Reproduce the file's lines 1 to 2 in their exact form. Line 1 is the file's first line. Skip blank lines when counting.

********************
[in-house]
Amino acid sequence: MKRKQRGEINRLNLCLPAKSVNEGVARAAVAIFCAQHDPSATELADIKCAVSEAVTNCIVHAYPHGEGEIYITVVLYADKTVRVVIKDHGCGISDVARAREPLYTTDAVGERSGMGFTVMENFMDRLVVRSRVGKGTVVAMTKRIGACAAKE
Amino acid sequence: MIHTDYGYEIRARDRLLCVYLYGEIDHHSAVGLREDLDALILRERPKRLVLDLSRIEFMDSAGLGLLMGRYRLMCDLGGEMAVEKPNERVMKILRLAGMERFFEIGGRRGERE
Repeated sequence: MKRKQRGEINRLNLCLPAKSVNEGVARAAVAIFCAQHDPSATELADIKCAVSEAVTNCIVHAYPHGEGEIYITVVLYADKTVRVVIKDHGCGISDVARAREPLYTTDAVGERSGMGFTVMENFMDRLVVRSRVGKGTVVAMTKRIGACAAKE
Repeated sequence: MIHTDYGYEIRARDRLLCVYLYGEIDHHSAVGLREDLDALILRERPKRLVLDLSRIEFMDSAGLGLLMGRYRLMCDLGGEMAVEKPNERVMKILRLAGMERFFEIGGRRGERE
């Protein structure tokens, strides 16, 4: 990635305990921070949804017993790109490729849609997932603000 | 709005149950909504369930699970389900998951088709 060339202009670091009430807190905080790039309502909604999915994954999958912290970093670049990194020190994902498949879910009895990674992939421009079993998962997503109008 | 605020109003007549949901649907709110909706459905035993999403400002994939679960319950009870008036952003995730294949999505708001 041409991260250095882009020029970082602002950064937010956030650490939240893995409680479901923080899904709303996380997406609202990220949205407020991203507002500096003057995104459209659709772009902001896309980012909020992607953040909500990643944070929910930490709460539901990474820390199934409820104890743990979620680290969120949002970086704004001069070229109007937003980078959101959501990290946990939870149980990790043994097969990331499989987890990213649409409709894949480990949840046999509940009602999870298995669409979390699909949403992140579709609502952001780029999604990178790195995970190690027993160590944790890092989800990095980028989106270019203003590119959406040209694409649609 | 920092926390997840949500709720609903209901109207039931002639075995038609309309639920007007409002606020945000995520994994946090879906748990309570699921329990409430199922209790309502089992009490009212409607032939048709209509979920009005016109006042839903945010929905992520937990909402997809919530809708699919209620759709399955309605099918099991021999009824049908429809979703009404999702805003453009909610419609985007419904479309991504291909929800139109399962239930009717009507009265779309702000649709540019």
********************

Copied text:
[in-house]
Amino acid sequence: MKRKQRGEINRLNLCLPAKSVNEGVARAAVAIFCAQHDPSATELADIKCAVSEAVTNCIVHAYPHGEGEIYITVVLYADKTVRVVIKDHGCGISDVARAREPLYTTDAVGERSGMGFTVMENFMDRLVVRSRVGKGTVVAMTKRIGACAAKE